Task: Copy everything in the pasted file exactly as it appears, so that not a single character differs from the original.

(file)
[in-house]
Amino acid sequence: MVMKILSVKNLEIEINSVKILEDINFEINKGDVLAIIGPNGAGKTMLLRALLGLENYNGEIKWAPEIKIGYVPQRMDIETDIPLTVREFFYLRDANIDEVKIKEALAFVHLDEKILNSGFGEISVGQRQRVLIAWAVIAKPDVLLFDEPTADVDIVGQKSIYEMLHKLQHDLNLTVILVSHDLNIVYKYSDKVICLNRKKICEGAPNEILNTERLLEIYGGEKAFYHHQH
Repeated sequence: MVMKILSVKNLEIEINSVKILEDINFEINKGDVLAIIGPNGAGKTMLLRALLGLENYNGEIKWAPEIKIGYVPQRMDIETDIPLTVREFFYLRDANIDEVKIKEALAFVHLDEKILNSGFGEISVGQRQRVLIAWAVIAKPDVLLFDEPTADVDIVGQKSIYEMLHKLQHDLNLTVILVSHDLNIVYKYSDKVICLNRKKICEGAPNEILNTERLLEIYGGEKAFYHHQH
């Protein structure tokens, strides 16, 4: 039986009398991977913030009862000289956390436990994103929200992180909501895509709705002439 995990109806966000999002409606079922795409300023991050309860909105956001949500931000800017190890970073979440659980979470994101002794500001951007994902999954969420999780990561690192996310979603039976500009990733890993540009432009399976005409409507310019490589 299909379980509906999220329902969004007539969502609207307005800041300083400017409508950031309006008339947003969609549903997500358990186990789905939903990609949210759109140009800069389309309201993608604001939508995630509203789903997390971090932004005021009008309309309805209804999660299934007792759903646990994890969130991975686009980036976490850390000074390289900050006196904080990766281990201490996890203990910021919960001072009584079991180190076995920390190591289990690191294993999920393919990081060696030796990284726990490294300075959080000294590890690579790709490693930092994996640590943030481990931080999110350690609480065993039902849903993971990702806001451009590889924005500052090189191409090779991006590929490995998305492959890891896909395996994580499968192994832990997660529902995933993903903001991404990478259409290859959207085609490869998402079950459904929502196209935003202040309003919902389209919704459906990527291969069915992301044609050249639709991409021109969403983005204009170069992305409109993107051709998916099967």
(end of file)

[in-house]
Amino acid sequence: MVMKILSVKNLEIEINSVKILEDINFEINKGDVLAIIGPNGAGKTMLLRALLGLENYNGEIKWAPEIKIGYVPQRMDIETDIPLTVREFFYLRDANIDEVKIKEALAFVHLDEKILNSGFGEISVGQRQRVLIAWAVIAKPDVLLFDEPTADVDIVGQKSIYEMLHKLQHDLNLTVILVSHDLNIVYKYSDKVICLNRKKICEGAPNEILNTERLLEIYGGEKAFYHHQH
Repeated sequence: MVMKILSVKNLEIEINSVKILEDINFEINKGDVLAIIGPNGAGKTMLLRALLGLENYNGEIKWAPEIKIGYVPQRMDIETDIPLTVREFFYLRDANIDEVKIKEALAFVHLDEKILNSGFGEISVGQRQRVLIAWAVIAKPDVLLFDEPTADVDIVGQKSIYEMLHKLQHDLNLTVILVSHDLNIVYKYSDKVICLNRKKICEGAPNEILNTERLLEIYGGEKAFYHHQH
């Protein structure tokens, strides 16, 4: 039986009398991977913030009862000289956390436990994103929200992180909501895509709705002439 995990109806966000999002409606079922795409300023991050309860909105956001949500931000800017190890970073979440659980979470994101002794500001951007994902999954969420999780990561690192996310979603039976500009990733890993540009432009399976005409409507310019490589 299909379980509906999220329902969004007539969502609207307005800041300083400017409508950031309006008339947003969609549903997500358990186990789905939903990609949210759109140009800069389309309201993608604001939508995630509203789903997390971090932004005021009008309309309805209804999660299934007792759903646990994890969130991975686009980036976490850390000074390289900050006196904080990766281990201490996890203990910021919960001072009584079991180190076995920390190591289990690191294993999920393919990081060696030796990284726990490294300075959080000294590890690579790709490693930092994996640590943030481990931080999110350690609480065993039902849903993971990702806001451009590889924005500052090189191409090779991006590929490995998305492959890891896909395996994580499968192994832990997660529902995933993903903001991404990478259409290859959207085609490869998402079950459904929502196209935003202040309003919902389209919704459906990527291969069915992301044609050249639709991409021109969403983005204009170069992305409109993107051709998916099967």